Earth Day at 37
Day the First – launched in April 1970 with 1500 events mostly on college
campuses by enormous student energy – led the television network news and made
the covers of the national news magazines.
Day the Thirty Seventh – in April 2007 – was broader based than the First Day
but in many ways more debased by corporate greenwashing, and political posturing
marinated in corporate campaign cash.
comparison of the two periods, both characterized by a surge in ecological
recognitions of perils and possibilities, is instructive.
1970, the environmental arousal focused on pesticides, air and water pollution,
with attention to workplace toxics contributing to occupational diseases. Widely
publicized were the inversions in the Los Angeles area, chocking with vehicles,
and the Cuyahoga River near Cleveland where seeping petroleum slicks were
sometimes set on fire – on the river!
action goals were legislative authority directing the federal executive agencies
to regulate and reduce permissible pollution. Compared with today, legislation
passed through Congress at a torrid pace. Objecting corporate lobbyists were
the bills enacted into law were the water pollution and air pollution statutes,
the drinking water safety act, the establishment of the Environmental Protection
Agency (EPA) and the Occupational Safety and Health Administration
prevalent and visible were millions of Americans calling for action that
Presidents Richard M. Nixon and Gerald Ford signed them into law with strong
statements of support for their promised purposes. He rode the wave rolling
across the country to Washington, D.C.
results were measurable. The ouster of lead in gasoline and paint reduced the
level of lead in peoples’ bodies. Levels of vinyl chloride in the bodies of
industrial workers disappeared. Asbestos was close to being banned for most
commercial purposes. The first mandatory fuel efficiency standards for motor
vehicles were issued in 1975 to be met by 1985 at the average fleet mark of 27.5
miles per gallon.
came the corporate counterattack replete with money, muscle and daily
propaganda. Regulation was blamed for everything save spots on the sun.
Deregulation became the mantra that rewarded more and more elected politicians
who performed the requisite courtesies and bows. By 1980 the Democrats had
joined the race for business campaign cash with the Republicans. The Reagan era
began, led by an ex-actor who said that most air pollution came from
apologists started writing reams of materials about public-private partnerships
and marketplace trading of pollution credits. They compromised government’s arms
length responsibilities with joint ventures where taxpayer monies were used by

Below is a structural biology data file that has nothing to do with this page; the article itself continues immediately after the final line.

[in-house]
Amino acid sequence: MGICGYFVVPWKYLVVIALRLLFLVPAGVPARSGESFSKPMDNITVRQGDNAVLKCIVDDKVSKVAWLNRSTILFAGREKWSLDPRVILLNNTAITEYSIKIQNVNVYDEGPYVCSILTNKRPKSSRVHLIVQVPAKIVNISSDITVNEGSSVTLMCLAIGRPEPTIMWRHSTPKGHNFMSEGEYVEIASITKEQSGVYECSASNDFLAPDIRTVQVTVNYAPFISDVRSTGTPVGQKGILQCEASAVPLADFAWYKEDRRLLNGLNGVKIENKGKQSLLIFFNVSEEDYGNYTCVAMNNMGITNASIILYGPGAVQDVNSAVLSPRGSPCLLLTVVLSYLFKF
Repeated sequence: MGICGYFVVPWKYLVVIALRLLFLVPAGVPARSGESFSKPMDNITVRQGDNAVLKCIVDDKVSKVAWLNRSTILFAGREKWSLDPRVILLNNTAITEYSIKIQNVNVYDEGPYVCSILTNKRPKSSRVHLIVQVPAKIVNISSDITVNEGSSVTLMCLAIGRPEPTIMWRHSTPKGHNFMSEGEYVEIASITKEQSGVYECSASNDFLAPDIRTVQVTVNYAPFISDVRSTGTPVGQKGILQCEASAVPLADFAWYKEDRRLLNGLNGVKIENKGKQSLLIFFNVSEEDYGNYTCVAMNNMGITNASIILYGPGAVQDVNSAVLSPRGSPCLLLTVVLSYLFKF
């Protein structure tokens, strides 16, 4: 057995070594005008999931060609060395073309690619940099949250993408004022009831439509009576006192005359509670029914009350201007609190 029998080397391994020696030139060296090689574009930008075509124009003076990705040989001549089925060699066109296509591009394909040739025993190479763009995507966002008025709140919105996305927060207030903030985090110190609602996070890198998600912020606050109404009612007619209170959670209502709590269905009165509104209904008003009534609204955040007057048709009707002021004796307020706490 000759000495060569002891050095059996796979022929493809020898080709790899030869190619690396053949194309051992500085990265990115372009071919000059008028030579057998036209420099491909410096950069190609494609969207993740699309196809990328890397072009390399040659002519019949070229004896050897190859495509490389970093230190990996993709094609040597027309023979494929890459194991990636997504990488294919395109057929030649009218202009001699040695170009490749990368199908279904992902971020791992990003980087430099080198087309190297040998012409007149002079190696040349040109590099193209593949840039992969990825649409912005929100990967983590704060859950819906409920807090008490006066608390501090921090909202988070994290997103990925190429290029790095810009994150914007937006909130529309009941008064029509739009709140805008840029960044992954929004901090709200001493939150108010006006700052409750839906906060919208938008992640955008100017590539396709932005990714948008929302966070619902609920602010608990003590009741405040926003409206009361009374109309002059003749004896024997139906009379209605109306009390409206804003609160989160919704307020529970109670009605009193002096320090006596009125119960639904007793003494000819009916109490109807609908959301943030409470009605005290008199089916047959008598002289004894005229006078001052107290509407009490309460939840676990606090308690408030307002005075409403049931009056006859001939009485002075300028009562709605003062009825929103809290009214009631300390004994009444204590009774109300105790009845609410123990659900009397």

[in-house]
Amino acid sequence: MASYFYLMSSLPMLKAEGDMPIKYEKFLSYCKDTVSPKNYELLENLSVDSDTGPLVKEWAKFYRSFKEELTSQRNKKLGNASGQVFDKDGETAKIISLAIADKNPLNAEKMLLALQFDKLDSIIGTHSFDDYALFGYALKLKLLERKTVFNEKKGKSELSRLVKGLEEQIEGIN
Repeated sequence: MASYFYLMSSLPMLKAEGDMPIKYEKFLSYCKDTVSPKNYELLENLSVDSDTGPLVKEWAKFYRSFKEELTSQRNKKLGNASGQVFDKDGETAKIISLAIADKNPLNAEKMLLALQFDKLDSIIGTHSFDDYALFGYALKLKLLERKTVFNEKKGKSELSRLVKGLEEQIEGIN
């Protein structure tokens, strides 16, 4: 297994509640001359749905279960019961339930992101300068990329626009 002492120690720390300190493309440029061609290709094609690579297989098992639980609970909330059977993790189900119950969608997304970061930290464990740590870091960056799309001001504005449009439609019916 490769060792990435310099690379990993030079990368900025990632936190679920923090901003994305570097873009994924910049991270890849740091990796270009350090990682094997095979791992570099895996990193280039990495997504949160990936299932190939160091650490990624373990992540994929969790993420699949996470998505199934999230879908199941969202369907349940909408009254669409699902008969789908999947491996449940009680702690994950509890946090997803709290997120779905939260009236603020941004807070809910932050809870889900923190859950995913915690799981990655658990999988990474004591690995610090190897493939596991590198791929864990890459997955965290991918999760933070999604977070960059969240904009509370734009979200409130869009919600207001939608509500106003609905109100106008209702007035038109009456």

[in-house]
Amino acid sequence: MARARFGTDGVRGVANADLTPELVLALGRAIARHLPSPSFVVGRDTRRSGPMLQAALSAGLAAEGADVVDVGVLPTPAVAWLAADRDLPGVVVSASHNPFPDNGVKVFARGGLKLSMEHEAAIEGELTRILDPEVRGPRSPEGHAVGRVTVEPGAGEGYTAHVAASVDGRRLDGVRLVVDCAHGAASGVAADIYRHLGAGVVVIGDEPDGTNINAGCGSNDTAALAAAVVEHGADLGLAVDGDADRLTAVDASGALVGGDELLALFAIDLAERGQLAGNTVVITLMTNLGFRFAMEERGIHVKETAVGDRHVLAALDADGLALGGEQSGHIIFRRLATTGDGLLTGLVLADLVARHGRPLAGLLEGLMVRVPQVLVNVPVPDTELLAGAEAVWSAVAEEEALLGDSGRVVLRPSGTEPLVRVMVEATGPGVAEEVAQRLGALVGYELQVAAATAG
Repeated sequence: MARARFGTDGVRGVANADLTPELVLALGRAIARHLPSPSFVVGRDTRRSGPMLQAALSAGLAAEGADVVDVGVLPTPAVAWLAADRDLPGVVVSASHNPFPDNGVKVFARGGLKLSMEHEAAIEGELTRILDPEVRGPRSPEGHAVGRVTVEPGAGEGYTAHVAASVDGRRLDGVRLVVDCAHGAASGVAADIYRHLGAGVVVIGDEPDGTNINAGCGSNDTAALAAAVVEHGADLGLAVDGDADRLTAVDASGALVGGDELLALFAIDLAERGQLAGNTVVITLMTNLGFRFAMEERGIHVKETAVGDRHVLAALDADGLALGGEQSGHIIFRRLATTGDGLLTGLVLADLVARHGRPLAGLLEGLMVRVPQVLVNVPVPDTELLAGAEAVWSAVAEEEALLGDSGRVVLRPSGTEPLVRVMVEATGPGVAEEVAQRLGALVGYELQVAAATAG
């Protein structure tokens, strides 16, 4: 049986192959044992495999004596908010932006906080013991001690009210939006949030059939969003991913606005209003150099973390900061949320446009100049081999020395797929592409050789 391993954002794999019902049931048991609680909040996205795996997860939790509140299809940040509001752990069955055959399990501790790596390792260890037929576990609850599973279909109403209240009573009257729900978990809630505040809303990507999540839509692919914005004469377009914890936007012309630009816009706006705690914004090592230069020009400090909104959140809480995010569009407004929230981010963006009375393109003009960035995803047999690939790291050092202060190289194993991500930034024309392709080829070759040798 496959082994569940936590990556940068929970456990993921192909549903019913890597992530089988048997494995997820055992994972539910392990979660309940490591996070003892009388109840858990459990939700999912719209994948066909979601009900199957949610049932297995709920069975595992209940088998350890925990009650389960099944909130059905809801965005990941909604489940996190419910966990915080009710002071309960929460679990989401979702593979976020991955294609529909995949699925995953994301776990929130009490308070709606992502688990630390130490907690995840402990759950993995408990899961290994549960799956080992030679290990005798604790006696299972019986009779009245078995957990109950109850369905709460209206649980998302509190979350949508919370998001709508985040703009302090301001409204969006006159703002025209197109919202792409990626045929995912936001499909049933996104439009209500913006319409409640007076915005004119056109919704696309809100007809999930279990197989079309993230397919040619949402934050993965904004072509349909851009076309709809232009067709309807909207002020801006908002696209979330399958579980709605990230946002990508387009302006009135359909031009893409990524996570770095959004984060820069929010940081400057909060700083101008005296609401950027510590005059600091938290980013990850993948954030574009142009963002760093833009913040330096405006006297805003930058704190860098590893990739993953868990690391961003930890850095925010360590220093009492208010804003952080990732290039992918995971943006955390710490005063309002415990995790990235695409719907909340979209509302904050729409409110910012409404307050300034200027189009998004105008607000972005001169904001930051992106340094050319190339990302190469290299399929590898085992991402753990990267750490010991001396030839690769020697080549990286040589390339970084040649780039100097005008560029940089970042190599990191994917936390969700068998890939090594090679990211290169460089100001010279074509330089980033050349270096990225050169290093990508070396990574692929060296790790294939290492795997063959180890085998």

Washington, D.C. to subsidize collusive auto industry research, for example,
under the Clinton Administration. These projects went nowhere, wasting billions
of dollars and shielding in the process auto company exposure to regulation and
to the antitrust laws.
massive environmental stall had begun. Less technology-forcing regulation, less
enforcement and less overdue lawmaking to provide ethical-legal frameworks for
new risks coming from genetic engineering, nano-technology and the relentless
use of many invasive new chemicals in the human environment.
there are reports of many more global Earth Day events, including the global
warming networking of Al Gore. Awareness of both the sustaining role of oceans,
rivers, air quality, forests, prairies and the enormous costs of their damage or
displacement is understood by many more people then in 1970. Consider the
remarkable roll-back of the tobacco industry’s deliberate addiction of their
customers at an early age.
are rushing to give themselves a clearer environmental image with chain stores
taking on more organic food and spreading their environmental labeling of
products. More so-called green buildings are under construction. Companies like
General Electric are talking a good game, but they are working to bring back
nuclear power with all its costs, risks and taxpayer
all the greenwashing, the auto industries are still on Congress blocking
improved fuel efficiencies for motor vehicles which presently are the lowest
since 1980. Electric generating plants – often burning coal – have not
significantly changed their gross design inefficiencies of bygone
coal barons are still blowing off the mountaintops and widening the land areas
they are strip-mining. Asthma rates among children are climbing. Land erosion
can gauge the lack of progress three ways.
the country moving expeditiously to make existing “best practices” the overall
practice throughout the economy?
we applying the insight of Professor Barry Commoner that prevention is better
than tepid often evaded controls of specific, harmful pollutants, as we did
when we took the lead out of paint and gasoline?
we have a massive conversion agenda, led by leading politicians for solar
energy in all its efficient forms, including wind power, and for the dramatic
improvements in energy efficiency now readily available for
For the most part, the answer to these questions is